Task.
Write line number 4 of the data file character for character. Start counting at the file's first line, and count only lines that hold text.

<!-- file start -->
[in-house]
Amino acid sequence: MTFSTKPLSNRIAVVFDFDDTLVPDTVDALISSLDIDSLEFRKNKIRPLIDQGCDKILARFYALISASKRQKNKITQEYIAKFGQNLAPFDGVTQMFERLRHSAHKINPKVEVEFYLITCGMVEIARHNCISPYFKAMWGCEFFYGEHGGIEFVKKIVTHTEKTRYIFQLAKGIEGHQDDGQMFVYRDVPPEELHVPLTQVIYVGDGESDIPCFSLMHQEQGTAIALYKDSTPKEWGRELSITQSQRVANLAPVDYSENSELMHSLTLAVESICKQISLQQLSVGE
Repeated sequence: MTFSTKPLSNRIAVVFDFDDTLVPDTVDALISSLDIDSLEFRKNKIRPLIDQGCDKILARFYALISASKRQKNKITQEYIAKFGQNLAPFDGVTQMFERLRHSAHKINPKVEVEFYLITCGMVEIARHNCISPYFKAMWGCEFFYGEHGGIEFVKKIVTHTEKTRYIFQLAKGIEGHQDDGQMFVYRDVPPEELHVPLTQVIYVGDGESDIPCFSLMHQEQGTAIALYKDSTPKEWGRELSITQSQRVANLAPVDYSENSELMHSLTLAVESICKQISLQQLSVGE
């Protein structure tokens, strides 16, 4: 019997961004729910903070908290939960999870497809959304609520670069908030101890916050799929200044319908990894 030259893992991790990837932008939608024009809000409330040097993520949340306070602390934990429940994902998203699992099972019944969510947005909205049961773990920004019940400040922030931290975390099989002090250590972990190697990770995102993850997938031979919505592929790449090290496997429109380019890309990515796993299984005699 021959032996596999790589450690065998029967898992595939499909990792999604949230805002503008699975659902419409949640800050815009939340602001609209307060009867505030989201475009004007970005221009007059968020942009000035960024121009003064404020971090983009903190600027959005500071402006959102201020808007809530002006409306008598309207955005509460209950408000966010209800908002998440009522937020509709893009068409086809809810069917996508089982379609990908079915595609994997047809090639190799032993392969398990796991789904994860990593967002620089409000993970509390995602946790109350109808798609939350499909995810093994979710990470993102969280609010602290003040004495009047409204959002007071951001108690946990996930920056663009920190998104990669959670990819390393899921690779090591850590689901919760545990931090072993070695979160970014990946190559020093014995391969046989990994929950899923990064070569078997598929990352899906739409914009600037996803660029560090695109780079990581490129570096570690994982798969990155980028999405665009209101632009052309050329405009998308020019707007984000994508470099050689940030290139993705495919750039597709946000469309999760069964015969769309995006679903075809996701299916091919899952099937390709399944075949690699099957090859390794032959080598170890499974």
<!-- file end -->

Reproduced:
């Protein structure tokens, strides 16, 4: 019997961004729910903070908290939960999870497809959304609520670069908030101890916050799929200044319908990894 030259893992991790990837932008939608024009809000409330040097993520949340306070602390934990429940994902998203699992099972019944969510947005909205049961773990920004019940400040922030931290975390099989002090250590972990190697990770995102993850997938031979919505592929790449090290496997429109380019890309990515796993299984005699 021959032996596999790589450690065998029967898992595939499909990792999604949230805002503008699975659902419409949640800050815009939340602001609209307060009867505030989201475009004007970005221009007059968020942009000035960024121009003064404020971090983009903190600027959005500071402006959102201020808007809530002006409306008598309207955005509460209950408000966010209800908002998440009522937020509709893009068409086809809810069917996508089982379609990908079915595609994997047809090639190799032993392969398990796991789904994860990593967002620089409000993970509390995602946790109350109808798609939350499909995810093994979710990470993102969280609010602290003040004495009047409204959002007071951001108690946990996930920056663009920190998104990669959670990819390393899921690779090591850590689901919760545990931090072993070695979160970014990946190559020093014995391969046989990994929950899923990064070569078997598929990352899906739409914009600037996803660029560090695109780079990581490129570096570690994982798969990155980028999405665009209101632009052309050329405009998308020019707007984000994508470099050689940030290139993705495919750039597709946000469309999760069964015969769309995006679903075809996701299916091919899952099937390709399944075949690699099957090859390794032959080598170890499974």